Like some of you who regularly follow our blog, I do the same by following some other blogs that report on workplace issues. OnLabor.org is one of those blog sites with professionals of various backgrounds reporting on some of the latest workplace news. This last week they reported on one workplace incident that provides a good example of what we have learned from the Deloitte 2018 Millennial Survey which we’ve also blogged about in recent weeks.
The workplace was about Google and the incident was about ongoing issues regarding the massive worldwide protest from their employees. The protest itself was about a number of problems that were occurring at Google.
A couple of them were about gender and racial harassment that had gone, for the most part, ignored. It had become so bad that some workers did not feel safe. Their personal information and photos were given to others and other websites which morphed into other problems for them. And then there was another issue employees learned about through a New York Times article which sparked even more outrage and that was concerning sexual harassment. The article included documentation of sexual harassment occurring between Google executives and staff. Some of the staff had to leave Google plus sign agreements that said their departure was voluntary. The executives, on the other hand, either stayed or had to resign but received huge payouts.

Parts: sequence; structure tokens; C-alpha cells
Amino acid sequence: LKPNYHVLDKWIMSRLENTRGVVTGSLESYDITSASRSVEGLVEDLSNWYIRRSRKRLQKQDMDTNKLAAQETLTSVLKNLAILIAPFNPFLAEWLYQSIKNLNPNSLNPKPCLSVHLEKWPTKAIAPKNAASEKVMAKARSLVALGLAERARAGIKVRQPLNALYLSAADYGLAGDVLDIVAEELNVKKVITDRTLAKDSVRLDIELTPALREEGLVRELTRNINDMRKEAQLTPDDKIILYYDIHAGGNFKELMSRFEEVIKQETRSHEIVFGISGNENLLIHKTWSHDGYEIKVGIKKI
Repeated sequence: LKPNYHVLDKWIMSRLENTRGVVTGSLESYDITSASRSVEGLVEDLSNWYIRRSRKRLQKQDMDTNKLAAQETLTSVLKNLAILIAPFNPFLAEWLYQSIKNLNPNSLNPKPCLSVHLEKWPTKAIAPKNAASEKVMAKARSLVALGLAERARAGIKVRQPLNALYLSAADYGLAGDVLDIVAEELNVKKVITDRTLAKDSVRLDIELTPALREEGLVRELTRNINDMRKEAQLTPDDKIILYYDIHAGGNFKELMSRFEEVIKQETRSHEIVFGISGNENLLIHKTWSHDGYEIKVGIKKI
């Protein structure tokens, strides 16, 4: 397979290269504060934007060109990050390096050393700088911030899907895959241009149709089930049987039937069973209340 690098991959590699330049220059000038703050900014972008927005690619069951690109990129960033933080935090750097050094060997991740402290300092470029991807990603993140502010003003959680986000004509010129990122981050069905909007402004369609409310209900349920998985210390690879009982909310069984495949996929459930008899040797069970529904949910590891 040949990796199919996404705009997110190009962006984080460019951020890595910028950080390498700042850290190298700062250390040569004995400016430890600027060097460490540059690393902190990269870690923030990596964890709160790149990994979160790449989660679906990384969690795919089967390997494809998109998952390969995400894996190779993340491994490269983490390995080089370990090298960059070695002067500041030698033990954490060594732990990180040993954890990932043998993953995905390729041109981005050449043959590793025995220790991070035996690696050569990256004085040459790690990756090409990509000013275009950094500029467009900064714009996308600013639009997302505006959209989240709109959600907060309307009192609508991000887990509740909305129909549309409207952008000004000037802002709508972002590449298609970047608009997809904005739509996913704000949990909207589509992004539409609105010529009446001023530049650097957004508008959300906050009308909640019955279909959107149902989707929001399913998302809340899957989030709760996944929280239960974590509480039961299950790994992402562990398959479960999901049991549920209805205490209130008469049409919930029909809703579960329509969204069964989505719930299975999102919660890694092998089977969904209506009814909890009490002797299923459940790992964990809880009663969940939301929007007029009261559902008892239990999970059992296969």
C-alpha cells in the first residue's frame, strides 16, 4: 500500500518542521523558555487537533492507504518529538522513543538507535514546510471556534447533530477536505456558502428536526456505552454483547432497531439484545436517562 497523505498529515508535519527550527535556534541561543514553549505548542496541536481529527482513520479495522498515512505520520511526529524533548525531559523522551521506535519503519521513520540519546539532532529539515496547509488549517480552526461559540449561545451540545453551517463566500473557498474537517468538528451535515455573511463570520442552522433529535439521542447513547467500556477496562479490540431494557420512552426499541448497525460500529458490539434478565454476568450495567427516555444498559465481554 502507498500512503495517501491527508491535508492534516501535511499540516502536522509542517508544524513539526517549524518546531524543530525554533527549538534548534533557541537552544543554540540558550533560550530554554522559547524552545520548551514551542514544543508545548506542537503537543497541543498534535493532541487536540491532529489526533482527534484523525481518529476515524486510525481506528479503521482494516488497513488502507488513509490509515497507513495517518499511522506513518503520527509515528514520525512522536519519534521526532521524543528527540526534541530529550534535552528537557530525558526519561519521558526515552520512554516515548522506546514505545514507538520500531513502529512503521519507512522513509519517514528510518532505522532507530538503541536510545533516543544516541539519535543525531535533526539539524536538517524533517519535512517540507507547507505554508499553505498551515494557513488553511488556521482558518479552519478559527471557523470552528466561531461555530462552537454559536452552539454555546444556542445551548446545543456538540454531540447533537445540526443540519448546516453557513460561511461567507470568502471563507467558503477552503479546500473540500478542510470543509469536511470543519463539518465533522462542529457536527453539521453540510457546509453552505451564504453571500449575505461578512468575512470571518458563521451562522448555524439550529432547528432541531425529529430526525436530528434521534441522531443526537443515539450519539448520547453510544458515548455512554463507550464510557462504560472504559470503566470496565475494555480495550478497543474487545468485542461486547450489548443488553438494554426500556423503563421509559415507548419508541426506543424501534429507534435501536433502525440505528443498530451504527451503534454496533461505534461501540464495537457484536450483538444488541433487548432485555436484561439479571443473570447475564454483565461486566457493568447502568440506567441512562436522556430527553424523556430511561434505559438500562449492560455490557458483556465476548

The employees organized the protest through workplace communication tools which Google did not appreciate so they complained to the National Labor Relations Board not just about the protest but about using the communication tools. NLRB sided with the workers and said in this era of technology and various work sites and arrangements, the communication process was appropriate.
But If you remember in the Deloitte survey from previous blogs, there was a significant downturn for the first time in several years on how Millennials and Generation Z workers view their workplaces and leaders. They see a greater emphasis on profits and unethical behaviors at their workplaces instead of addressing work related issues or social and environmental issues. The Google protest about diversity problems, ethical issues and other social issues help to provide a perfect example of what Millennials and Generation Z are complaining about.